Violence aside, the story is leavened by the authority of its language, the heartbreakingly beautiful descriptions of the bay and woods of the Northern California coastline, where Turtle is most at home. “Those passages are drawn from my incredible love of that place, and many, many days spent alone out in the backcountry powerfully affected by the places and things that I saw,” Tallent says.
A Utah transplant
Tallent and his wife, Harriet, a Utah native, met as students at Oregon’s Willamette University. After graduating in 2010, he took what he thought would be a year off from academia to focus on writing and spending more time outdoors.
Seven years later, his first novel is earning serious attention in the publishing world.
One of his jobs was cleaning toilets at Target. A more fruitful gig was leading youth on trail crews in the Pacific Northwest, where he heard conversations that sparked ideas for several characters in his novel.
On his move to Utah in 2012, Tallent says he stopped to buy mountain-climbing gear, and he explores Utah’s canyons as often as he can. As he worked on his novel, he waited tables at Alta Lodge and, more recently, at downtown’s Copper Onion — “the perfect writing job,” he says with a laugh.
“I don’t think I could have written this book if I were hinging it on some idea of being a professional novelist,” he says. “The book required too many risks. If I have to work in a restaurant for the rest of my life to write this way, I will.”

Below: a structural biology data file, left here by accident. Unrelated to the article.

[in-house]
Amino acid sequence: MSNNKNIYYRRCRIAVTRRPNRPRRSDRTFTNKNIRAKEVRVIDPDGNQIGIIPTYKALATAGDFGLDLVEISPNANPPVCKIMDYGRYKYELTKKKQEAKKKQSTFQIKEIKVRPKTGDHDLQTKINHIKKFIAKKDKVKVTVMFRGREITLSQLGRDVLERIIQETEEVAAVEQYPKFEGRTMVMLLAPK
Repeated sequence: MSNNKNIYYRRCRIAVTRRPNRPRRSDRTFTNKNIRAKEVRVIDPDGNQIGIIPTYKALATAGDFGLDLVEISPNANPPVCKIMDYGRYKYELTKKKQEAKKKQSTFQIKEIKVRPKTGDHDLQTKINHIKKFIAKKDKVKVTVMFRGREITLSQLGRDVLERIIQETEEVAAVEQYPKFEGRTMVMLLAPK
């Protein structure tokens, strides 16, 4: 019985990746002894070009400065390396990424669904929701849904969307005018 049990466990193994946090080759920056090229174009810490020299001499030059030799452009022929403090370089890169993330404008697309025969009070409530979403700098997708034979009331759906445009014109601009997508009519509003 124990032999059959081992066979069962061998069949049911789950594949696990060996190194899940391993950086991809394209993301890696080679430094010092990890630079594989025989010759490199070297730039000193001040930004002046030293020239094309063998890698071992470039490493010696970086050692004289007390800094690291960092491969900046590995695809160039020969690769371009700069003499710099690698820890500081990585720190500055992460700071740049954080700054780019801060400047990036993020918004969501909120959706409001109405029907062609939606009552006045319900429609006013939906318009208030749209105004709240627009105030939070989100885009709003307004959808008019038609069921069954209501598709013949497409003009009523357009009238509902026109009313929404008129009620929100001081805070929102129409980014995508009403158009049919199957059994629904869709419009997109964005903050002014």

“Gun-toting, nettle-eating asskicker”
Tallent considers “Darling” a deeply feminist book and hopes the story’s realistic depictions of flawed characters might help readers in a “victim-blaming culture.” What‘s remarkable about the novel’s structure is how Turtle’s abusive training, in the end, offers her the chance to escape.
“I have known many young people with hard lives, and too often a veil of misdirection and censorship is pulled over it,” Tallent says. “Oftentimes in storytelling, victims are depicted as perfect, and many people who are victims don’t feel themselves to be perfect. I wanted to write as carefully as I could about Turtle’s thinking.”
The writer describes her facetiously as “a 14-year-old gun-toting, nettle-eating asskicker who is just trying to find her way home.”
More seriously, Tallent says, she’s a “young woman deeply divided within herself, searching for the tools and the clarity and the strategies of resistance to lead her out of a profound moral and spiritual darkness.” She has an abundance of resourcefulness and technical knowledge, but is hampered by her emotional bonds with her damaged father. She holds out hope that he will be better.
Knowing survivors, all of whom have different life stories, gave him “permission to write Turtle as her own character.”
Happy birthday, TKE
Tallent’s reading is part of a daylong celebration of The King’s English’s 40th birthday, Saturday, Sept. 9, at the shop. Other highlights:
11 a.m. • Storytime with Jean Reagan and her new picture book, How to Get Your Teacher Ready
Noon • Puppy Parade led by the Poky Little Puppy costume character
2 p.m. • Dan Hanna, illustrator of the bestselling Pout Pout Fish, will visit
3:30 p.m. • Toast to the bookshop and cake for everyone
4 p.m. • Creative Writing & Art Contest reading and awards